Monthly Archives: June 2016

Condo Unit Owner Seeking To Keep Visitor as a Non-Resident

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C.T. from Fairfield County writes:

Dear Mister Condo,

My condo board is insisting my boyfriend who comes over once a month fill out an additional resident application. I don’t want him to be a resident. We have a child together and he comes here to see his son but does not live here. I don’t want him to have any legal claim to be a resident here. Our rules are very vague on this. It says anyone who visits more than 14 times. The old board had no problem since I have been dating him for 4 years. This new board who took over a year ago has been the problem. There is a woman from my unit who lives above me who has only lived here for 3 years. I think that she got herself on the board to come after to me. Not sure because I have a toddler or because my boyfriend is a minority. I have retained counsel. Just don’t see how they can make visitors residents of your household or keep fathers from seeing their children. This takes being in someone’s bedroom to a whole new low.

Mister Condo replies:

C.T., family and neighbor drama aside, you have already taken the right step by contacting an attorney who will advise you of your legal rights. As a rule, providing a name of a friend, family member, or other acquaintance who visits your unit regularly has no legal bearing on that person’s ownership of the unit. Your ownership is determined by your name being on the deed to the property. They are not requiring you to amend your deed so I don’t see where he would have any legal claim to be a resident. He would be able to claim he has been identified to the Board as having residency, which may make him subject to things like parking rules for residents or amenity use (a pool, for instance) but it wouldn’t give him legal rights to your property outside of the walls of the association. Again, please speak with your attorney about the specifics.

As for your relationship with the Board member who lives above you, I wouldn’t give that too much credence. As long as you are living within the rules of the association, there isn’t anything she can do to make your life miserable. If you are ever targeted for being a Mom of a toddler or for having a minority for a boyfriend, you will speak to your attorney about bringing a suit against the Board. Believe me, you have way more power in that situation than any Board would care to deal with. Discrimination lawsuits are costly to defend and even more costly to lose. Go on living your life and enjoying your home. All the best!

Condo Minutes Reflecting Board Member Recall

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J.W. from Fairfield County writes:

Dear Mister Condo,

My association held a special unit owners meeting to vote on removing a board member. After the petitioner gave the rationale for wanting the board member removed, there were comments from individual owners either in support of the removal or not. Do these comments have to be set out in detail in the minutes or can there be a general statement that comments from both sides were given? Thank you.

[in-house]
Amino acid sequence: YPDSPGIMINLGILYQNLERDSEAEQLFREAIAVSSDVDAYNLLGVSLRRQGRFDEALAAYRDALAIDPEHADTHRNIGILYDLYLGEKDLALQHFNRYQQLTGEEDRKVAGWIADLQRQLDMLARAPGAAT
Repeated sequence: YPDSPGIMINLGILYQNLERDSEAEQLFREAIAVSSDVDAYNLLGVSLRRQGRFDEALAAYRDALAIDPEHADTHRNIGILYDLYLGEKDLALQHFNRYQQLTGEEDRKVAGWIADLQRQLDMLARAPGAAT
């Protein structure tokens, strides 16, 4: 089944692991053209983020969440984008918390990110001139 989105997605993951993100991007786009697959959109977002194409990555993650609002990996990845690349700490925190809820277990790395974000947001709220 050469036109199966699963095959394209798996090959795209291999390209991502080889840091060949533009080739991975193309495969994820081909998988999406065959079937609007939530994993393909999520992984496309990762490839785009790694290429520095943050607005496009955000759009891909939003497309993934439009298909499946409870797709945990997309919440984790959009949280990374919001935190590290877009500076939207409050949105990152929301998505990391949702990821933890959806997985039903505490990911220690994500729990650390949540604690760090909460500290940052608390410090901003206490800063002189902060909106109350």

Mister Condo replies:

J.W., I am sorry your association found it necessary to hold a recall meeting. Minutes of association meetings and the business conducted therein are meant to be a summary of what happened. They are not a transcript of the event so there is no reason to include testimony for or against the removal of the unit owner as Board member. Quite simply the Minutes should reflect that a meeting was noticed and held, a quorum was present, and the following business was handled. In the case of a recall meeting, the business at hand was the recall of the Board member. A motion was introduced, seconded, and discussed before a vote was held. The results of the vote resulted in the successful/unsuccessful recall of the Board member. There being no further business before the association, the meeting was adjourned. Unless your association’s governance documents require something different, that should suffice. All the best!

Law to Limit the Amount of Condo Common Fee Increases?

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V.C. from Hartford County writes:

Dear Mister Condo,

Does Connecticut have a law that regulates how high HOA fees can be increased in one year? The HOA fees were raised 15% for 2015 with the promise that fees would not increase again for 3 years. Then an ‘adjustment’ was made from what the association claims was a clerical error in calculating the new fee which increased the HOA fees again mid-year 5-15% depending on unit size. Now for 2016, fees are increasing again 25%. Thanks for your help.

Mister Condo replies: